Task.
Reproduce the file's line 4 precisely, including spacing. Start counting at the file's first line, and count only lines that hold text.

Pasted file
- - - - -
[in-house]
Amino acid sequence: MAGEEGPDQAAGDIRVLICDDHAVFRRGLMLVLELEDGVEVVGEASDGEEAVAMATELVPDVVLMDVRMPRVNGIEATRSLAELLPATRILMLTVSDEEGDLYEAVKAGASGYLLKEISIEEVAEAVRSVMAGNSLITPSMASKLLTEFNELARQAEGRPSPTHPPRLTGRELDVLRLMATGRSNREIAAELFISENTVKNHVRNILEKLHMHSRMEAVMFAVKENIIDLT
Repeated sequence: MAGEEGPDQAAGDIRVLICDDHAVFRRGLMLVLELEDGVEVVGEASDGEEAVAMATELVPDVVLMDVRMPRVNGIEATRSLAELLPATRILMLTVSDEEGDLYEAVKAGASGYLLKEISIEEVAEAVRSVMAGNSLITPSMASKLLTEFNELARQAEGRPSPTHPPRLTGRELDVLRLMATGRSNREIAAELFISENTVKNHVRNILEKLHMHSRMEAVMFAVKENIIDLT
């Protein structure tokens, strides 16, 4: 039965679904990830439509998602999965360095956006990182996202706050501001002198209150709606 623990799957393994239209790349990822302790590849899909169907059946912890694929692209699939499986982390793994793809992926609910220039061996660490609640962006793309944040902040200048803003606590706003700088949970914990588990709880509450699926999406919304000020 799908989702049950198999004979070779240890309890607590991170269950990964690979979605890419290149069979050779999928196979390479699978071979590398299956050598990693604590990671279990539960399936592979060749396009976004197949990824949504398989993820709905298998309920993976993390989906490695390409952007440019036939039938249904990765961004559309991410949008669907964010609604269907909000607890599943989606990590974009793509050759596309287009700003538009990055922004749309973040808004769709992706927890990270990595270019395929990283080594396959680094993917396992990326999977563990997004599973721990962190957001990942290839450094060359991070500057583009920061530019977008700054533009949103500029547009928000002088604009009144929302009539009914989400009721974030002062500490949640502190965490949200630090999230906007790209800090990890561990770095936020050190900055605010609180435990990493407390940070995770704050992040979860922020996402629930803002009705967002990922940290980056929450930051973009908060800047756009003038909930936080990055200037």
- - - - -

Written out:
């Protein structure tokens, strides 16, 4: 039965679904990830439509998602999965360095956006990182996202706050501001002198209150709606 623990799957393994239209790349990822302790590849899909169907059946912890694929692209699939499986982390793994793809992926609910220039061996660490609640962006793309944040902040200048803003606590706003700088949970914990588990709880509450699926999406919304000020 799908989702049950198999004979070779240890309890607590991170269950990964690979979605890419290149069979050779999928196979390479699978071979590398299956050598990693604590990671279990539960399936592979060749396009976004197949990824949504398989993820709905298998309920993976993390989906490695390409952007440019036939039938249904990765961004559309991410949008669907964010609604269907909000607890599943989606990590974009793509050759596309287009700003538009990055922004749309973040808004769709992706927890990270990595270019395929990283080594396959680094993917396992990326999977563990997004599973721990962190957001990942290839450094060359991070500057583009920061530019977008700054533009949103500029547009928000002088604009009144929302009539009914989400009721974030002062500490949640502190965490949200630090999230906007790209800090990890561990770095936020050190900055605010609180435990990493407390940070995770704050992040979860922020996402629930803002009705967002990922940290980056929450930051973009908060800047756009003038909930936080990055200037």